How has hot desert vegetation adapted to the climate?
The extreme climate of the desert ecosystem means that plants and animals have had to adapt to survive. Vegetation has had to adapt to the extreme temperatures, lack of water and high rates of evaporation.
The main adaptations are:
• Vegetation has leaves that are very small (and only grow after it rains) or have no leaves at all. This helps to reduce water loss;
• Plants either have long root systems spread out wide or go deep into the ground to absorb water;
• Plants have short life cycles. They germinate following rainfall, grow, flower and die within a short space of time e.g. one year. This helps them avoid drought;
• Some plants have spines to discourage animals from eating plants for water and reduce water loss through transpiration;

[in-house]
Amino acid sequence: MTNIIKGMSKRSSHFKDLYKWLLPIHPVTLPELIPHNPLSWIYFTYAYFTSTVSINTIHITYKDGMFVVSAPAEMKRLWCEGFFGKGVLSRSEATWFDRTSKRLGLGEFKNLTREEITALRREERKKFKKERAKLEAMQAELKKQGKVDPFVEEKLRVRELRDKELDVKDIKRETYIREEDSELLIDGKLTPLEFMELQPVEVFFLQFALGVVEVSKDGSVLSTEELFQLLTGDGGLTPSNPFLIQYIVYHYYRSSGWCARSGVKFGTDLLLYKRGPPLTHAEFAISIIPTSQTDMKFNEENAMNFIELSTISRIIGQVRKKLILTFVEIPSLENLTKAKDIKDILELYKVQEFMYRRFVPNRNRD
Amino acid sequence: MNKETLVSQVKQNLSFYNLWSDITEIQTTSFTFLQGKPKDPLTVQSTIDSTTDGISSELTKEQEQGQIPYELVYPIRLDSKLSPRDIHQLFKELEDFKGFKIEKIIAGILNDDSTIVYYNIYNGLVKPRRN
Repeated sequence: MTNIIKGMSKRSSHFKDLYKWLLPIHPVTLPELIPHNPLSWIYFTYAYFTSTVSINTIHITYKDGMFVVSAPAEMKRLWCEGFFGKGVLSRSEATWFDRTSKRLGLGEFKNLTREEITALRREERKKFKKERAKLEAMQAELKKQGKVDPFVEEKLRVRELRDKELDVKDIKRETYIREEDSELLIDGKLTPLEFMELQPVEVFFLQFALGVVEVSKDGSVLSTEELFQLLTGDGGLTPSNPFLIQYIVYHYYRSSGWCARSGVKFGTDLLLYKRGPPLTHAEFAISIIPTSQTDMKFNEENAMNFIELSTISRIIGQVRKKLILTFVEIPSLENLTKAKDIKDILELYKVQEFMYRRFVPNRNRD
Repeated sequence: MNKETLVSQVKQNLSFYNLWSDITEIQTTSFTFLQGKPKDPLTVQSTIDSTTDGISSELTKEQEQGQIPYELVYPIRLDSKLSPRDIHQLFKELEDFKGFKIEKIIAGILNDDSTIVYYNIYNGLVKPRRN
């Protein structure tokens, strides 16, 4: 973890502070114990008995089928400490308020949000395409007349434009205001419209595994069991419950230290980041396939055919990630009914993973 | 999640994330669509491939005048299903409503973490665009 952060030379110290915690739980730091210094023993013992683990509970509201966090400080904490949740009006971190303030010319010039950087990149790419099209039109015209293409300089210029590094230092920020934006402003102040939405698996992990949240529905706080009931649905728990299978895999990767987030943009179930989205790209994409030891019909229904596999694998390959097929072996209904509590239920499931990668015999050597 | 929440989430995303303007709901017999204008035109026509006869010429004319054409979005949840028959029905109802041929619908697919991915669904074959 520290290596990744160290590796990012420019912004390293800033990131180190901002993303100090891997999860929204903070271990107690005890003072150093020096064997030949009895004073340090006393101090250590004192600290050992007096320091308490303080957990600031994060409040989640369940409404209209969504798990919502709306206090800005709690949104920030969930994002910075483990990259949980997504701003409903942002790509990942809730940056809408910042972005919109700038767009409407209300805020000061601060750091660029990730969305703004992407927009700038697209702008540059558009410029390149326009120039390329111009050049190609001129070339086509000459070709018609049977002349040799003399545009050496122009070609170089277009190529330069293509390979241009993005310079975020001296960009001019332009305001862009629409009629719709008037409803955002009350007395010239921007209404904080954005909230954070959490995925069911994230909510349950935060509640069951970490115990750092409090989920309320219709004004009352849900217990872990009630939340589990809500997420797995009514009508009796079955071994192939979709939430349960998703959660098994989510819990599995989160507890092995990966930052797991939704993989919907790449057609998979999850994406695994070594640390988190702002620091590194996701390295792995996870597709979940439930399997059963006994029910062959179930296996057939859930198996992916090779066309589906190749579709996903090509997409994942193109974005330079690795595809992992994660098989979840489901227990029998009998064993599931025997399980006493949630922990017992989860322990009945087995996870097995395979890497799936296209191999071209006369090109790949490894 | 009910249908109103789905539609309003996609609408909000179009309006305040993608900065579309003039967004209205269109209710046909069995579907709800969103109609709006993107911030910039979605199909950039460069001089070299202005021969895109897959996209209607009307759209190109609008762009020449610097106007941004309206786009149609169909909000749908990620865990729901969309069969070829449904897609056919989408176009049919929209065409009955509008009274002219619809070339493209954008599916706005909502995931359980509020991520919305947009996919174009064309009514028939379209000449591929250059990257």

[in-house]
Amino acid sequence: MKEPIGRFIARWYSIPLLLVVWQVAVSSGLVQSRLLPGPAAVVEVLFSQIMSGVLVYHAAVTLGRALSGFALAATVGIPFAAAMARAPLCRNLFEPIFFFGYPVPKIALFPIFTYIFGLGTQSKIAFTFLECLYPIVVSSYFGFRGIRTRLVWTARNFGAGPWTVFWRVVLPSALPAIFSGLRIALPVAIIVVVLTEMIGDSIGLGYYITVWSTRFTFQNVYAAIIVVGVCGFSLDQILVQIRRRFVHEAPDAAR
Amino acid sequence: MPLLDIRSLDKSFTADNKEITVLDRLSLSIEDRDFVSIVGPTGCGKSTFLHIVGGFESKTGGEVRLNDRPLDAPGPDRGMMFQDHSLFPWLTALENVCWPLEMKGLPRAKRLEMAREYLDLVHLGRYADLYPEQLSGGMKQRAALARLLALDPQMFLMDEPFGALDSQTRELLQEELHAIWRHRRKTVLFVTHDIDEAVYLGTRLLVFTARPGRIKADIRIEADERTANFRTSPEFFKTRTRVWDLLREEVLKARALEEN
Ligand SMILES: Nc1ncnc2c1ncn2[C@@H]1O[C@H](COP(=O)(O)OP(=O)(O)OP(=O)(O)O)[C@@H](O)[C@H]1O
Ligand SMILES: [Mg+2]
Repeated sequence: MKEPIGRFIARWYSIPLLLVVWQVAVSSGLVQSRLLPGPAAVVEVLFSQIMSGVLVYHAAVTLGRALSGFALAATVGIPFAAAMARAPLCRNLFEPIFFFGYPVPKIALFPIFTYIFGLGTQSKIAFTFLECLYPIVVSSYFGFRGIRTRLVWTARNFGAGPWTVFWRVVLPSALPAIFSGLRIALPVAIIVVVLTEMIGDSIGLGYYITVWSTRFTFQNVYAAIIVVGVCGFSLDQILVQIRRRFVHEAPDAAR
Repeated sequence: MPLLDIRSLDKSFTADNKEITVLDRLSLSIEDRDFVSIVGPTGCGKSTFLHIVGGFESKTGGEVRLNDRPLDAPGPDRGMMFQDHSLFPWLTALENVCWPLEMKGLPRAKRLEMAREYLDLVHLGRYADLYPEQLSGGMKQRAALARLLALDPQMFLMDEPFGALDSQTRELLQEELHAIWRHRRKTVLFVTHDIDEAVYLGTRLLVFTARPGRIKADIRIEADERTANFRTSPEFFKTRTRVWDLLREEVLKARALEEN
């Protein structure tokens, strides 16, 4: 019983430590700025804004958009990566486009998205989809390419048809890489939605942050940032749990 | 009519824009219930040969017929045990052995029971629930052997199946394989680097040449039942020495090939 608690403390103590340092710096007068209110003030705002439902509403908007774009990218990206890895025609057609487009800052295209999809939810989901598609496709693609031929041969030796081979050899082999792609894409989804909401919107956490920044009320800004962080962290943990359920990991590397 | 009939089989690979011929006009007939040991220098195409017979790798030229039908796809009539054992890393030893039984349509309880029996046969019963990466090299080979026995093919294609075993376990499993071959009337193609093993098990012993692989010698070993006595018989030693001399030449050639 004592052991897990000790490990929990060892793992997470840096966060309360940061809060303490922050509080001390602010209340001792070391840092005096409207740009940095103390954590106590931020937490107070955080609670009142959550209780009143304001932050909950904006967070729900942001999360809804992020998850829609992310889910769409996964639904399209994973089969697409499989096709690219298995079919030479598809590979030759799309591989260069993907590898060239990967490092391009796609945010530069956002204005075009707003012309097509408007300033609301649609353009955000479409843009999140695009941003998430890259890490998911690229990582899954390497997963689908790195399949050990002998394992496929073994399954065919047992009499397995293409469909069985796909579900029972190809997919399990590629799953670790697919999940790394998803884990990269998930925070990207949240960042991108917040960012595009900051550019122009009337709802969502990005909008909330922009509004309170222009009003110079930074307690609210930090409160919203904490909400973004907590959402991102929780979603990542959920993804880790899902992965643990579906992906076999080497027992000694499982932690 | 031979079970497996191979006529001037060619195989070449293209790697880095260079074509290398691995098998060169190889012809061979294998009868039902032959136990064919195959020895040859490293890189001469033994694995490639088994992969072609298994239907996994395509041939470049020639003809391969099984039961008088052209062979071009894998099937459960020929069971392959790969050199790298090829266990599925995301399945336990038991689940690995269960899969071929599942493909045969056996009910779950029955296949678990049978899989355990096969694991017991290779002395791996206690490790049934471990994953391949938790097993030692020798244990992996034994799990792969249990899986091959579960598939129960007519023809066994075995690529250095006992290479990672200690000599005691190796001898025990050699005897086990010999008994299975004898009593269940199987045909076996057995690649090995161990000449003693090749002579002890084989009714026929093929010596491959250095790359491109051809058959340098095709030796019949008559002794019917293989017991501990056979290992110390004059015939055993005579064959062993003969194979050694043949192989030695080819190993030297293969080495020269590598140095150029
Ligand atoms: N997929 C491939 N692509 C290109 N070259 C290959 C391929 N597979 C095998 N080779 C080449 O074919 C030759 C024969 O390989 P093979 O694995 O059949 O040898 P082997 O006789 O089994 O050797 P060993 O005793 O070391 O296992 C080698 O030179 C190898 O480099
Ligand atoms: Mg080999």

• Many plants are slow growing – this requires less energy. The plants don’t have to make as much food and therefore do not lose as much water.
Some plants are succulents and store the water in their leaves, stems or roots. An example of this is the cactus.
Cacti also have spines instead of leaves. These minimise surface are and helps reduce moisture loss through transpiration during the day. The spines also protect the cacti from being eaten by animals. They also have a waxy coating on stems to help reduce water loss.
Cacti have widespread root systems, located close to the surface that can collect water from a large area.
Other ways plants tolerate the dry conditions include:
- long roots to tap into the water deep underground
- short life cycles – a plant or seed could remain dormant until the rains come
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